Colombian President Juan Manuel Santos was awarded the Nobel Peace Prize on Friday, a surprise triumph coming only days after his bid to end a 50-year civil war was rejected by his country's voters.
Santos was recognized for his "resolute efforts" to agree a treaty with the leftist FARC guerrilla group, according to the Norwegian Nobel Committee. The conflict has seen 220,000 people killed and 6 million displaced from their homes.
The announcement of Santos' win was met with audible shock among the audience at the Nobel press conference in Norwegian capital of Oslo.
"Do you think he will be as surprised as the rest of us?" one reporter asked.
In a statement from the Nobel Committee, the president dedicated his prize to "the Colombian people who have suffered so much with this war."
Santos was instrumental in forging a peace deal between his government and the rebels, with the committee noting that "he has consistently sought to move the peace process forward."
But this pact was narrowly rejected by the Colombian people during a referendum Sunday, something acknowledged by the committee.
"This result has created great uncertainty as to the future of Colombia," the committee said, referring to the referendum. "There is a real danger that the peace process will come to a halt and that civil war will flare up again."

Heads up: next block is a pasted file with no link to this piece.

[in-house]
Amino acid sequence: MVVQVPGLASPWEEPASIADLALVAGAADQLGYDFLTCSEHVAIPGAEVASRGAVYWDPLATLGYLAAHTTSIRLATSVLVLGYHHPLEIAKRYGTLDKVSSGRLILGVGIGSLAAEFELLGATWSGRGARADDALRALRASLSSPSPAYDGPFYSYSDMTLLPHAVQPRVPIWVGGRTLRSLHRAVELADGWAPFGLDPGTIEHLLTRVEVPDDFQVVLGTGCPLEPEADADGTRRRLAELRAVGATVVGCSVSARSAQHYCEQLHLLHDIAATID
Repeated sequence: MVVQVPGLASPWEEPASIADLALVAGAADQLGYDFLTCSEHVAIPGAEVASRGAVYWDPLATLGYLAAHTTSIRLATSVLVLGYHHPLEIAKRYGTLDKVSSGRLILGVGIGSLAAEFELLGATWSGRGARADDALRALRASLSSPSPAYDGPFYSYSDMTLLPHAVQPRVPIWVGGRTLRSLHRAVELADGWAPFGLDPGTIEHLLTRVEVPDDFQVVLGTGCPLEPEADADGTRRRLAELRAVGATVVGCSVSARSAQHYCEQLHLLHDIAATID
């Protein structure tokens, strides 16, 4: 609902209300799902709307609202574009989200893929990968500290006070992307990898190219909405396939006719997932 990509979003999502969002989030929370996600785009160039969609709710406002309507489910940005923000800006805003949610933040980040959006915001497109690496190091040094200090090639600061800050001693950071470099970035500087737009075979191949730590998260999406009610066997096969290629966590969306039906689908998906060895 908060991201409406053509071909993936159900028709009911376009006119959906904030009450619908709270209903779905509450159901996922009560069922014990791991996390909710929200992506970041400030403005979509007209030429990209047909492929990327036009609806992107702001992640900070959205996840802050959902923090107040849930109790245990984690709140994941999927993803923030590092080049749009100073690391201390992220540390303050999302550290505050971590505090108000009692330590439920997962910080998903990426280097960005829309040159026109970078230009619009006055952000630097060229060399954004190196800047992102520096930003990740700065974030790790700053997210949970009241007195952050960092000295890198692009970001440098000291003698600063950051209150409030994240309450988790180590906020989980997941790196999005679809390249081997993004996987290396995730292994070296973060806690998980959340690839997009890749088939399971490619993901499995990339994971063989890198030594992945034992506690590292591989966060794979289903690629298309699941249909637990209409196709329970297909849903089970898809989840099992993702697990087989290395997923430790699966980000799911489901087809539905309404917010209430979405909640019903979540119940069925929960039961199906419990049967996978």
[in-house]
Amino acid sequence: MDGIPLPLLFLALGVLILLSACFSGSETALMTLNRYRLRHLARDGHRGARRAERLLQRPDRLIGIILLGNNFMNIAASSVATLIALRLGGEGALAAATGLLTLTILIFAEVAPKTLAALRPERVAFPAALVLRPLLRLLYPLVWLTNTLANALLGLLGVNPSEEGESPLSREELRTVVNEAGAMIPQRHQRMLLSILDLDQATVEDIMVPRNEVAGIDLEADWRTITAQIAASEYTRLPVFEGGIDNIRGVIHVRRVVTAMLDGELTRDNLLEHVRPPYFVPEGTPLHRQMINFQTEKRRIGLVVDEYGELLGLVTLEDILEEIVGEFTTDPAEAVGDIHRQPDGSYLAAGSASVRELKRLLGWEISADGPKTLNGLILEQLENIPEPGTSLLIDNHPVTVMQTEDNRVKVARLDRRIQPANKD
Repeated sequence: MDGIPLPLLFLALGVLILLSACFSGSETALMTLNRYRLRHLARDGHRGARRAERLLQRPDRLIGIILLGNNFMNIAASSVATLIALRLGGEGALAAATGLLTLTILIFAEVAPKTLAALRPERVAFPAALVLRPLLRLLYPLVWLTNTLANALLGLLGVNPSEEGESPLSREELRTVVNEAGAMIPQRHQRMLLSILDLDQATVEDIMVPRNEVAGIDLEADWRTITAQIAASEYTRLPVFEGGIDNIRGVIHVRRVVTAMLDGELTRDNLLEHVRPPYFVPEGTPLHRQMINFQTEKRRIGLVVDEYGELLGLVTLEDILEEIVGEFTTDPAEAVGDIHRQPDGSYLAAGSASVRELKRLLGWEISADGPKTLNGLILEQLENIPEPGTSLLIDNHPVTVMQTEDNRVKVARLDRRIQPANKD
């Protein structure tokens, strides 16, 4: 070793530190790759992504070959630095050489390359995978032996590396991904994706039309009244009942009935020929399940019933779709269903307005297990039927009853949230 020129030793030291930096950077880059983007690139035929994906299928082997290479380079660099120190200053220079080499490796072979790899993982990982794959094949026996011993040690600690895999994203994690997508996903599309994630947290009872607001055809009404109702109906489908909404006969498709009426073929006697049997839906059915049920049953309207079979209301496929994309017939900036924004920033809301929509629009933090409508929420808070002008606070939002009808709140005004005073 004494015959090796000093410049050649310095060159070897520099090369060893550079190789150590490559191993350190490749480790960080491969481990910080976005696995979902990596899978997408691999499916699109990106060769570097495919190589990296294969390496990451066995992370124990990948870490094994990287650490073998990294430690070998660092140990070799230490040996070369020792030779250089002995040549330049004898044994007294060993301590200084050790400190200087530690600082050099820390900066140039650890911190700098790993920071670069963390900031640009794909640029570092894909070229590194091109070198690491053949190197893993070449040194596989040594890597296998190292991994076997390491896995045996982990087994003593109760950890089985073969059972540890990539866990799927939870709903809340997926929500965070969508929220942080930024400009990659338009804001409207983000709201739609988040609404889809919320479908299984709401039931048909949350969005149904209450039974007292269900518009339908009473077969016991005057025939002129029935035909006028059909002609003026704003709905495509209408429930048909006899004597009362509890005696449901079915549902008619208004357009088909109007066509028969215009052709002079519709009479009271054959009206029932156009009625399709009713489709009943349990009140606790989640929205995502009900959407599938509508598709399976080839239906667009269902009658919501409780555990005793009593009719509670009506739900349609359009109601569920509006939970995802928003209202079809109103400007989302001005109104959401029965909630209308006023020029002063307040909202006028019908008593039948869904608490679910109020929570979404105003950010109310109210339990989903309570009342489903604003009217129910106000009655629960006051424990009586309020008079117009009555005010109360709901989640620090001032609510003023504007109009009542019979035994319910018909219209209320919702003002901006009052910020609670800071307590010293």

The president has ordered his negotiators to try for a better deal with the FARC. The campaign to reject the deal said that its terms were too lenient on the guerrilla group.
Santos beat out the bookmakers' favorites to win the peace prize, the Syrian White Helmets volunteer group. Also known as the Syrian Civil Defence, the rescue organization says it has saved some 62,000 lives during the country's civil war.
Reporters questioned whether it was appropriate to honor Santos given the referendum decision to reject his peace deal.
"Isn't it a little disrespectful of the democracy of Colombia that you now give the peace prize to the president?" one reporter asked.
Kaci Kullmann Five, chair of the Norwegian Nobel Committee, rejected this view.
"The fact that a majority of the voters said 'no' to the peace accord does not necessarily mean that the peace process is dead," she told the press conference. "What the 'no' side rejected was not the desire for peace, but a specific peace agreement."
Journalists also asked why the prize had not been jointly awarded to FARC leader Rodrigo Londoño, also known by his alias Timochenko.
"We never comment on those who do not comment on those who do not receive the award," Five told reporters, adding that Santos' "role as the keeper of a process is very, very important."